DLF Cultural Assessment Working Group
This sub-group of the DLF Assessment Interest Group (DLF AIG) was formed in February 2016 to discuss ways by which we may assess our digital collections and their cultural impact. Members of the DLF AIG for Cultural Assessment aim to first identify institutional data and practices that may be relevant to building a robust understanding of “cultural assessment.” Then, the group will investigate and attempt to surface underlying assumptions within our data and practices to help the community better understand the social structures that both influence our work and result from it. Ideally, the group will develop helpful and nuanced rubrics for institutional measurement and analysis of cultural biases and assumptions. The DLF AIG Cultural Assessment group intends to raise awareness of cultural bias and institutional “blind spots,” as well as recommend a set of data points, to create more inclusive cultures within DLF member organizations.
We will explore whether and how cultural biases/assumptions are embedded in:
- materials we have available in physical collections - special collections, institutional archives;
- in librarians’ and archivists’ selections of what to digitize;
- in the requests their patrons and communities make for content;
- in choices about levels of digitization and preservation;
- in metadata-creation/descriptive activities;
- and in decisions about how/when/whether we publicize collections and make them discoverable.
with the understanding that biases and assumptions have concrete impact on digital library collections and services.
Define Cultural Assessment in collaboration between librarians, archivists and anthropologists in a way that applies to digital collection development and dissemination. The outcome will be an annotated bibliography that will help set the stage to further discussions about cultural and social responses of library digital collections and potential biases in information structuring and management. The project alos entails compiling the bibliographies and initial findings for the other sub-topics and coordinating the eventual creation of the Cultural Assessment Interest Group white-paper.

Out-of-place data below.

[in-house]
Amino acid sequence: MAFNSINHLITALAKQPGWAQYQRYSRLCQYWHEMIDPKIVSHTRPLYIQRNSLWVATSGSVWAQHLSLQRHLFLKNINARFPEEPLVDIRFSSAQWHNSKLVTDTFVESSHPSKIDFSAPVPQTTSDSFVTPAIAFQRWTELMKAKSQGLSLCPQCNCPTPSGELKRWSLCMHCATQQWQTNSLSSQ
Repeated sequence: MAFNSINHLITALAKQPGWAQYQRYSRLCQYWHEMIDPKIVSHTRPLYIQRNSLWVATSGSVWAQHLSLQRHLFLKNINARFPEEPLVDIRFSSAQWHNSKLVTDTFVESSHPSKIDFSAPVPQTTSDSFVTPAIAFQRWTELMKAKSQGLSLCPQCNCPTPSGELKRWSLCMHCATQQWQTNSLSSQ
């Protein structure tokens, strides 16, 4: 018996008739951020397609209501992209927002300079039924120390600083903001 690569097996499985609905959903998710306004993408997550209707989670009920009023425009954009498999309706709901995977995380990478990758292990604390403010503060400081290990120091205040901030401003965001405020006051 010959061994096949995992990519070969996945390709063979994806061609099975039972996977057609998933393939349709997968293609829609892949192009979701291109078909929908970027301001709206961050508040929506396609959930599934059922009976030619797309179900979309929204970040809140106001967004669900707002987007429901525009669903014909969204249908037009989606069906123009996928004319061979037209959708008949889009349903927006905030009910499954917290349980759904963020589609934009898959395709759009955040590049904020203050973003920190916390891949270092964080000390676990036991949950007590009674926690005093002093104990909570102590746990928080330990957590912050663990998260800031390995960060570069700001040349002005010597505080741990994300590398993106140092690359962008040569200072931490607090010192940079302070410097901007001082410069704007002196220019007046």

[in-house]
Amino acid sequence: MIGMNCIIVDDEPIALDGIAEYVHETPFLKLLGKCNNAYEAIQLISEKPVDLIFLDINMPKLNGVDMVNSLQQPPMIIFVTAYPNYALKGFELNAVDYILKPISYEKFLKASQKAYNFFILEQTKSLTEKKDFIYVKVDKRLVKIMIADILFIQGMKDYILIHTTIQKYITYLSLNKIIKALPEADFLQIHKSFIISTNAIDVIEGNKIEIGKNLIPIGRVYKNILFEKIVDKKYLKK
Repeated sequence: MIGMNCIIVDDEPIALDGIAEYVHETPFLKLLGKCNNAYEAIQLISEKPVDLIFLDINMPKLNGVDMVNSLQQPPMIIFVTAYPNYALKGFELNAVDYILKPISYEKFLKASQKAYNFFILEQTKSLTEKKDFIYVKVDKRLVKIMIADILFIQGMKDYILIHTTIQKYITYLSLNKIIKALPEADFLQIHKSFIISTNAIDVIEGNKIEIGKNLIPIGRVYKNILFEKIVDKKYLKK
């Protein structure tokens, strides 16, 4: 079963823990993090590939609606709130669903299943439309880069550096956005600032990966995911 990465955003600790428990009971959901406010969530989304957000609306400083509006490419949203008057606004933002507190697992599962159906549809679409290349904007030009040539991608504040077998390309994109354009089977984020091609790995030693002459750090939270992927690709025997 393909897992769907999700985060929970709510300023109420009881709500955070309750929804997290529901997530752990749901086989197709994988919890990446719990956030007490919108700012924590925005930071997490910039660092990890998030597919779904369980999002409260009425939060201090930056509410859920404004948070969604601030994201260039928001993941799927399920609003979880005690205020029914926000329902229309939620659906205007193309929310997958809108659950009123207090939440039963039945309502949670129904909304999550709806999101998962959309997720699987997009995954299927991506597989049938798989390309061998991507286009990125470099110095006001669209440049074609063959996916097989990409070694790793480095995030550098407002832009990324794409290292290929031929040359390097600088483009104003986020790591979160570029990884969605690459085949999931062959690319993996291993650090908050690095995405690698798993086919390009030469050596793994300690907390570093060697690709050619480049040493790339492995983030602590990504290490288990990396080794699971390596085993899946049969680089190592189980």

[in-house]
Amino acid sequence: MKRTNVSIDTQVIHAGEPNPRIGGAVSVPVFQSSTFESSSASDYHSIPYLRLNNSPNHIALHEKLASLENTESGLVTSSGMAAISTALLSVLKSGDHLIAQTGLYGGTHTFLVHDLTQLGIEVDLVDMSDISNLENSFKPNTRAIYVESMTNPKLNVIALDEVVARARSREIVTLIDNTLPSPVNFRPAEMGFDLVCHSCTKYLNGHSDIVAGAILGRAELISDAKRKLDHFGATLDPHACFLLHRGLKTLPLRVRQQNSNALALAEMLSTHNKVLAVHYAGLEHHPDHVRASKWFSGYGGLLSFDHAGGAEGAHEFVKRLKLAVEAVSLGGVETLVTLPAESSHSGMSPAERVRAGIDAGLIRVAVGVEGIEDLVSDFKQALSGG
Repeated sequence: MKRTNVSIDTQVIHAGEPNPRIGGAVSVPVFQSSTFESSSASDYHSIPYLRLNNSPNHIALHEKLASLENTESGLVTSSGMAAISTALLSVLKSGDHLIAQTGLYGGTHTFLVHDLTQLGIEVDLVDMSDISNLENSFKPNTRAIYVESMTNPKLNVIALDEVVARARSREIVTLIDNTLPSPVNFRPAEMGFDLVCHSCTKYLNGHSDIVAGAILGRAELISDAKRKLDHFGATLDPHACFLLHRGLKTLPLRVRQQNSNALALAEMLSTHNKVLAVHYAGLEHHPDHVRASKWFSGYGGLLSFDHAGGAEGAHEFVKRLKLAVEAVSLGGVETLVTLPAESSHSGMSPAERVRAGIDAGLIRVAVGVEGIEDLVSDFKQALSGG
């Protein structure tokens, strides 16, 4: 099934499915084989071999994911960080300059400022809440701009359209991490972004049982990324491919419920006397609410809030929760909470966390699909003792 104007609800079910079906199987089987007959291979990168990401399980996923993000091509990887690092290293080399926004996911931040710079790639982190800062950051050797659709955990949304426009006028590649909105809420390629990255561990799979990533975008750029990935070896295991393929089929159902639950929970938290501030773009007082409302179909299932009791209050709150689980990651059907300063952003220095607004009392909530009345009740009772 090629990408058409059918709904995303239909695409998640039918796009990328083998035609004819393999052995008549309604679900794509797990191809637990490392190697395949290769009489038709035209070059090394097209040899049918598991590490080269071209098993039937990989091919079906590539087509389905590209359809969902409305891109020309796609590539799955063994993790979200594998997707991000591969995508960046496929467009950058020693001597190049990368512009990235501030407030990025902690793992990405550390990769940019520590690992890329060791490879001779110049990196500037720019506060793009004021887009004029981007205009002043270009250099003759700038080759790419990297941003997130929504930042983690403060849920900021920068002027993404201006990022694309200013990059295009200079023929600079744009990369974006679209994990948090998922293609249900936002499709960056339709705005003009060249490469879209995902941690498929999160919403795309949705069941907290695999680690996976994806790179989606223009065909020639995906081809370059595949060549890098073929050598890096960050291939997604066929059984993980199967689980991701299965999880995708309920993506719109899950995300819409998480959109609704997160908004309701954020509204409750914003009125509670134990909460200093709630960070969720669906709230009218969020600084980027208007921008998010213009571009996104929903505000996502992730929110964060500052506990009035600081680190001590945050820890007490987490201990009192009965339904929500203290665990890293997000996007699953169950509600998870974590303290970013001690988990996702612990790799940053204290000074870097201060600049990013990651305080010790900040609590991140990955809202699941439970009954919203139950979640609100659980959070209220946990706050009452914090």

Metadata & Description Practices
Outline potential measures and standards for metadata and description activities that allow our digital collections to be culturally aware. Metadata, in this context does not only refer to Subject Headings (like those maintained by the Library of Congress) but may also include folksonomies and ontologies. The intent is to uncover ways metadata is currently being produced, identify ways in which one might determine the cultural awareness of metadata and descriptions (if possible), and by pointing to work that intends to expand the boundary of metadata, like the Mukurtu Project (http://mukurtu.org/learn/), develop a set of recommendations on how to generate metadata that is culturally responsible.
Selection & Digitization
Investigate how institutions of higher education select materials for digitization and how they are prioritized. We will research metrics and decision-making workflows as well as the underlying assumptions regarding selection and decision-making throughout the beginning stages of the digitization process.
Levels of Digitization and Preservation
Investigate how libraries (which may include archives) determine levels of digitization and preservation for digital collections. This may include a review of how groups are formed to make these decisions, how decision-making groups make determinations about levels of digitization and preservation, and how these decisions are communicated. We will think about how these decisions may be evaluated for cultural factors and influences and/or what impact these decisions may have on various communities.
Publicizing Collection and Discoverability
Investigate how libraries (which may include special collections and/or archives) make their collections discoverable and how they publicize collections. This may include how to identify constituents, stakeholders and customers; to craft custom communications; to apply descriptive metadata for searching and sharing in an effort to conquer the digital divide. Publicizing and discoverability should also include considerations for selecting discovery platforms and tools, defining methods to present collections, and user interactions with collections, and “usability”. Defining the standards for community demographics, marginalized and underrepresented groups, and representation of diverse communities within the collections is needed for qualitative and quantitative assessment.
- There is a possible collaboration here with the Metadata Group
The Cultural Assessment Group will meet every two weeks beginning January 2017. The first meeting of the new year has yet to be determined. Stay tuned.
Join our Google group or contact group chair Hannah dash s dash Kettler at uiowa dot edu.